We have another storm on the horizon as low pressure over the Ohio Valley prepares to pass its energy off to a new storm developing off the coast of North Carolina.
We can see the original swirl over the Ohio Valley clearly on Water Vapor satellite imagery this morning. The new swirl offshore will appear sometime tomorrow morning.
Ahead of the swirl and the cloud cover it’s producing, we have clear and calm conditions in place across the region this morning. That means that nighttime cooling has been able to do an exceptionally good job turning down the thermostat. Temps right now range from around 20 below up north to around zero near the coast. With clear skies and light winds, this bitter cold shouldn’t last long but be sure to bundle up if you’re headed outside in the next few hours. High temps this afternoon will range from the upper 10s up north to the mid 20s in the south.
Skies should remain mostly sunny until the mid/late afternoon when mid/high clouds will start filtering in from the southwest.
The storm itself will take its sweet time getting up to our latitude. The first phase of the system, associated with the swirl over the Ohio Valley, is bringing snow to much of the Mid Atlantic this morning. The northeastward advance of the snow will pause for most of today as the first swirl passes its energy to a new swirl offshore.
By tomorrow morning, snow will be moving north once again as the coastal storm gets going.
Out ahead of the main precipitation shield, cold air moving over the relatively-warmer Gulf of Maine will support some ocean effect snow along the immediate coast. With winds mostly from the east, the best shot at a dusting to an inch will be from Casco Bay on south. This snow shouldn’t be heavy nor will it pile up very much, but it will make roads slick in spots so watch out if you’re headed somewhere south of Brunswick and east of the Turnpike starting midmorning tomorrow.
The main push of snow will arrive from south to north during the afternoon and evening hours tomorrow. Snow will become heavy at times especially in the south and especially after dark.
The atmospheric setup tomorrow night is best depicted with some information about what’s happening around 10,000 feet above our heads at what meteorologists call the “700mb level”.
At this altitude, the storm will be centered over New Jersey tomorrow night with a warm front extending into southern New England and out into the Gulf of Maine. That warm front will be strengthening over time, a process known as “frontogenesis”. Why is that important? Where frontogenesis goes, so goes a band of (very) heavy snow. Around midnight tomorrow, that frontogenesis band will be pushing up through southern Maine and central New Hampshire. This is the window to watch for 1-3″ per hour snowfall rates.
After the big heavy snow band driven by frontogenesis, all eyes will turn to the location of the actual warm front at 700mb. Northwest of this boundary, deep moisture and strong lift will continue to produce moderate-heavy snow, even if it isn’t as intense as the big frontogenesis band. Southeast of this boundary, dry air will be moving in aloft and will cut down significantly on precipitation rates and snowfall ratios. This feature may even introduce some mixed precipitation over the Midcoast.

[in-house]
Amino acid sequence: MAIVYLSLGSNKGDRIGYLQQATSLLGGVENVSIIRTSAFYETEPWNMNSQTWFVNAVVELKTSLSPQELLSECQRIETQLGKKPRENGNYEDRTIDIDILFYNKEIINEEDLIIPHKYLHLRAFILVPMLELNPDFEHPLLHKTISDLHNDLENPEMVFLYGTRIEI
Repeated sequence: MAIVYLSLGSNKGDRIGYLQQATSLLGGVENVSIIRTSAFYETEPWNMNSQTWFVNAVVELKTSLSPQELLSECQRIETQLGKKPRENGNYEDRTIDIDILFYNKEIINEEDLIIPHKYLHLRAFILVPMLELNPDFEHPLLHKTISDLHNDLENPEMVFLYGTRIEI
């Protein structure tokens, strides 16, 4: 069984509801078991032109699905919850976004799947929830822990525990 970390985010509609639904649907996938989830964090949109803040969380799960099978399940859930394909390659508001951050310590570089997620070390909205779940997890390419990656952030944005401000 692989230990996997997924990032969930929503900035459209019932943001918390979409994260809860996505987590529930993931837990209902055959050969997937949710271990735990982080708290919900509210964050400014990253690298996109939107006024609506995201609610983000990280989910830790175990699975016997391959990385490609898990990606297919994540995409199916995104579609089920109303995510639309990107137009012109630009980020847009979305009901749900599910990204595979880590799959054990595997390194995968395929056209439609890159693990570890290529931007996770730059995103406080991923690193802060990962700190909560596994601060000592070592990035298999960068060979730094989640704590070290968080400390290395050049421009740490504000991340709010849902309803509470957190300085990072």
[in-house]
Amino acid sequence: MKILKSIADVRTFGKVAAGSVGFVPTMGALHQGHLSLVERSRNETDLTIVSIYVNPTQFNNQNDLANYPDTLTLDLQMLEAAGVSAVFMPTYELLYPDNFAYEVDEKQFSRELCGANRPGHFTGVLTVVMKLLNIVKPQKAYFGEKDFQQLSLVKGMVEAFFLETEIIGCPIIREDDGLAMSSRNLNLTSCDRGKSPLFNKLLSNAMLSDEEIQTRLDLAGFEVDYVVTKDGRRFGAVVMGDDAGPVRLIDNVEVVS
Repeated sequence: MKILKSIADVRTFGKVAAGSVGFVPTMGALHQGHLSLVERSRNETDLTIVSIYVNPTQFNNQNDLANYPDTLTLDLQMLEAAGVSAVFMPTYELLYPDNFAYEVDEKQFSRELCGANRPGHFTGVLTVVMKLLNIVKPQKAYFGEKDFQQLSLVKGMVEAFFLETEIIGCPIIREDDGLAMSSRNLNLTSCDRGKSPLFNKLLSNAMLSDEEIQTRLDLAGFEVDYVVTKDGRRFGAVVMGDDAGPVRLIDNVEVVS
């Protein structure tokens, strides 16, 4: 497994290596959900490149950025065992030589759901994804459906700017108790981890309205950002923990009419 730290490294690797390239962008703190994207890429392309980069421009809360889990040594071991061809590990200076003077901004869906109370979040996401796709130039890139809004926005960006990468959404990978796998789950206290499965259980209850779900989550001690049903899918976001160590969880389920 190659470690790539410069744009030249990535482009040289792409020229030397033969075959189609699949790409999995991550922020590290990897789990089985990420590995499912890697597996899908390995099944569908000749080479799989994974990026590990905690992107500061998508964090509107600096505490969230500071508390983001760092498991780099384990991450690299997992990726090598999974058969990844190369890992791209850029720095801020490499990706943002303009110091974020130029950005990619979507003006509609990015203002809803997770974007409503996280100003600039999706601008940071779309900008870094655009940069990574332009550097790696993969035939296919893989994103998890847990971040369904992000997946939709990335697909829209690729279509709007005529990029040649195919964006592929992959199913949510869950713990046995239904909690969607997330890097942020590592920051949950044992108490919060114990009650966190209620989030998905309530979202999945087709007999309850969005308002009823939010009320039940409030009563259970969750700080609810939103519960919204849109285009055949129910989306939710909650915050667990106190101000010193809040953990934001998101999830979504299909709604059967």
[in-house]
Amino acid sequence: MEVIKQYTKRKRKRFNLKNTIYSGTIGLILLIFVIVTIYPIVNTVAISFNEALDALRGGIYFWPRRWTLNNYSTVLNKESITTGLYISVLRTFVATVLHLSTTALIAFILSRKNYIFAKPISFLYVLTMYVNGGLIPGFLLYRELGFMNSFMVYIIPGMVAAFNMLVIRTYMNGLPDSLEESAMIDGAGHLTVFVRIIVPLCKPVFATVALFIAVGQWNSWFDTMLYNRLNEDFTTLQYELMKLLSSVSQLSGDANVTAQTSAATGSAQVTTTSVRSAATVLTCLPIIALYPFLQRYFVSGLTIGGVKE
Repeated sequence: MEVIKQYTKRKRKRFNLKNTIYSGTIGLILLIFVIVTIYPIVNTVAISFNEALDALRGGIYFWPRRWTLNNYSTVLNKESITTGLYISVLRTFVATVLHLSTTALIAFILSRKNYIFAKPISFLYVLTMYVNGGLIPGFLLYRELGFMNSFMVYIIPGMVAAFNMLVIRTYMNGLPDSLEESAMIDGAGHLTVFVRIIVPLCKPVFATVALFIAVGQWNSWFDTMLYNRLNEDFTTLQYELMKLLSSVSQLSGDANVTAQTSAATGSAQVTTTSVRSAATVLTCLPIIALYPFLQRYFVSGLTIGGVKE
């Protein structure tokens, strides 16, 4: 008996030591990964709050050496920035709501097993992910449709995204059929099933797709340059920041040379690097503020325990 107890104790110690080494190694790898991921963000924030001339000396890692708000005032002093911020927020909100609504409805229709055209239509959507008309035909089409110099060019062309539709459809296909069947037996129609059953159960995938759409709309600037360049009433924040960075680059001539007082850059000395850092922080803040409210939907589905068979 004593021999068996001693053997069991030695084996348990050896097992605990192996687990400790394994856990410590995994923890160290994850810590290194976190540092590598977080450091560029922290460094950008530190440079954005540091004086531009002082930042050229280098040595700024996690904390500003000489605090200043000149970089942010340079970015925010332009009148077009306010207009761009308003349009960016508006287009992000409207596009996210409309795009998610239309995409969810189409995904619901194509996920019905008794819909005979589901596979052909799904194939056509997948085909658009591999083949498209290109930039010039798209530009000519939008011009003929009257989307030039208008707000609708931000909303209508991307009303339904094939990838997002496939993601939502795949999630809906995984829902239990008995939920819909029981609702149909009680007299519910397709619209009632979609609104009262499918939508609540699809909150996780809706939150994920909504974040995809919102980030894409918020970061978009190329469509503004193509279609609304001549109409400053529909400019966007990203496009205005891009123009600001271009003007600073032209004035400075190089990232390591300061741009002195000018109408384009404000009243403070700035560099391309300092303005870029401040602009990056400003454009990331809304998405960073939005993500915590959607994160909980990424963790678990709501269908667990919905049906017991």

Most guidance this morning indicates that the dry slot will push through most of the area by Tuesday afternoon, leaving only the mountains under the influence of the initial frontogenesis band.
During this time, expect generally light snow mixed with sleet and freezing rain at times east of I-95/I-295. Around this time, all eyes will turn to the third phase of the system which will be rapidly developing southeast of Cape Cod. On the map above, we can see this third low has its own pocket of moisture and another batch of extremely strong frontogenesis. This means that wherever it goes, it will bring a second round of heavy snow. The question of course is its track. Some guidance indicates this low might move northwest towards Rockland, in which case most of western Maine would get another round of heavy snow. Another possibility is that it heads more north towards Machias and brings the heavy snow to Bangor and the rest of northern/eastern Maine.
Right now, I’m leaning more towards the latter scenario mostly because of how unusual it would be to see a low move from southeast to northwest like that. But I’ll be keeping a close eye on trends over the next day or so in case that changes.
So how much snow are we talking?
Here’s my best guess at the moment. Most of the region is likely to see between 8 and 16″ of snow, with higher amounts possible in the pink shaded area and lower amounts expected along the Midcoast and in far western/northwestern areas.
At the moment, my biggest question is regarding the areal extent of 12″+ reports. I have a fairly wide swath of the area in the 12-18″ range but it wouldn’t take much to end up with a lot of 10″ reports in that area instead of a lot of 14″ reports. Farther east, I’m a bit bearish on snow in the Midcoast due to the challenges associated with dry slotting and the shorter duration of heavier snow rates tomorrow night. That said, if the third system ends up tracking farther northwest, I may have to bump up totals especially north of Route 1.
I’ll have another update on the storm tomorrow morning or perhaps this evening if warranted.